NEBRASKA POWER REVIEW BOARD
October 19, 2020
The 813th meeting of the Nebraska Power Review Board (“the Board” or “PRB”) was held in the First Floor hearing room, Nebraska State Office Building, 301 Centennial Mall, Lincoln, Nebraska. The roll was called and present were Chairman Reida, Vice Chairman Hutchison, Mr. Grennan, Ms. Loutzenhiser and Mr. Moen. Executive Director Texel stated that public notice for the meeting had been published in the Lincoln Journal Star newspaper on October 9, 2020. The Board also made the meeting available to the public through Webex. The Webex log-in information was available on the Board’s website and was published in the Lincoln Journal Star notice. If any member of the public wanted to speak, they could use the “raise your hand” icon. At that time they would be unmuted and announced so everyone would know who was speaking. All background materials for the agenda items to be acted on were provided to all Board members prior to the meeting and a copy of the materials was in each Board member’s notebook. The executive director announced that a copy of the Nebraska Open Meetings Act was on display on the south wall of the room for the public to review, and another copy was available in a black three-ring binder on the table at the back of the room. A copy of all materials that the Board would consider was available for public inspection on a table in the back of the room, as well as extra copies of the agenda.
Executive Director Texel noted that Elizabeth Hilyard was married a few months ago and her married name is now Loutzenhiser. That is the reason for the different name. The Board members are the same.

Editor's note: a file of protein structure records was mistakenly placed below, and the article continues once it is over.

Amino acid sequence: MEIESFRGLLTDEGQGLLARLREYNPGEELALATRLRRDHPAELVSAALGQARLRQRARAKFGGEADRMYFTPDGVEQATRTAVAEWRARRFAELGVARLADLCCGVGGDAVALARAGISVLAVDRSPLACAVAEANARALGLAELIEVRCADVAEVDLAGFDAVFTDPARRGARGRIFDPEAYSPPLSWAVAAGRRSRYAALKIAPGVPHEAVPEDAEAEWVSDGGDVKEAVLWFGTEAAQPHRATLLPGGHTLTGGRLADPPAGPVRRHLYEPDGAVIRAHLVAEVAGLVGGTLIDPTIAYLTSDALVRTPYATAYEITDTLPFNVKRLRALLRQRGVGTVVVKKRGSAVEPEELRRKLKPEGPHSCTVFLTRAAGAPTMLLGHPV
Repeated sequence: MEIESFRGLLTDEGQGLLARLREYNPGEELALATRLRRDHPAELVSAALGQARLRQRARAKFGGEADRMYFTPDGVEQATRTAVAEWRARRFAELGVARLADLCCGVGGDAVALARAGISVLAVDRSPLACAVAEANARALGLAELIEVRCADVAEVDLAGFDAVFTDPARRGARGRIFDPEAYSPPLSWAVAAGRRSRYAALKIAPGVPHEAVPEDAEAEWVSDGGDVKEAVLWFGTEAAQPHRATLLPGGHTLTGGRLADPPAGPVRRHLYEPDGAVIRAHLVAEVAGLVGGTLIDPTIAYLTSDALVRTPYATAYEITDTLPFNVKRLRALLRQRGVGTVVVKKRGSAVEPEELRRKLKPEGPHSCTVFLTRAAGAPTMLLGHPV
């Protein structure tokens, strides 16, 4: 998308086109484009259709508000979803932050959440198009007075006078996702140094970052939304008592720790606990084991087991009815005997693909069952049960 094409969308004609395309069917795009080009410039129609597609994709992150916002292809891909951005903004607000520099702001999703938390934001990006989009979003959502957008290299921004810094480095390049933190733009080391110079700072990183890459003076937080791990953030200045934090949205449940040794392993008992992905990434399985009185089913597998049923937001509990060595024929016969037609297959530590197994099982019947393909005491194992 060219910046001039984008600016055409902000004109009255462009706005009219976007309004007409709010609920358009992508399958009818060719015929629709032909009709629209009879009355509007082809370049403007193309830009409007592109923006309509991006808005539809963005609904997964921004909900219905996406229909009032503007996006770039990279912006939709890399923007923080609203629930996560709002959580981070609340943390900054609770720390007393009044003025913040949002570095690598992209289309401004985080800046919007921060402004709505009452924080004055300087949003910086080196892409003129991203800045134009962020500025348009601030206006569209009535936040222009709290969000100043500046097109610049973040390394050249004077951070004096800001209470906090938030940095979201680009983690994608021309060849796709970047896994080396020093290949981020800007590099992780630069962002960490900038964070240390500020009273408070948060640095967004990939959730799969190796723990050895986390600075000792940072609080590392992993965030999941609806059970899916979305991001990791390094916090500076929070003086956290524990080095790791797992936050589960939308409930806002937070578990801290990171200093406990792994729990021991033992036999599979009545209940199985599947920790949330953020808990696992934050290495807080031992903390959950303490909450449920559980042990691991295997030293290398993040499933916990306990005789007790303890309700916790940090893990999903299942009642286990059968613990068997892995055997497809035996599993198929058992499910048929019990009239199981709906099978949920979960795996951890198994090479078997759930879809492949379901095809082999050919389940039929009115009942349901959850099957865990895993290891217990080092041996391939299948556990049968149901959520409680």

The Board first considered the draft minutes from its August 10, 2020, meeting. The staff did not have any recommended changes and no one had contacted the staff to request any changes. Mr. Grennan moved to approve the minutes for the August 10, 2020 meeting. Vice Chairman Hutchison seconded the motion. Voting on the motion: Chairman Reida – yes, Vice Chairman Hutchison – yes, Mr. Grennan – yes, Ms. Loutzenhiser – yes, and Mr. Moen – yes. The motion carried 5 – 0.
The next agenda item was acceptance of the expense reports for the months of August and September. In August, there was $25,495.57 in personal services, $18,490.91 in operating expenses, and $369.66 in travel expenses. The total expenses for August were $44,356.14. In September, there was $23,203.07 in personal services, $19,099.33 in operating expenses, and $0.00 in travel expenses. The total expenses for September were $42,302.40. Executive Director Texel noted that the Board has used 24.88% of its cash fund and 25% of the fiscal year has passed. Mr. Grennan moved to accept the August and September expense reports. Vice Chairman Hutchison seconded the motion. Voting on the motion: Chairman Reida – yes, Vice Chairman Hutchison – yes, Mr. Grennan – yes, Ms. Loutzenhiser – yes, and Mr. Moen – yes. The motion carried 5 – 0.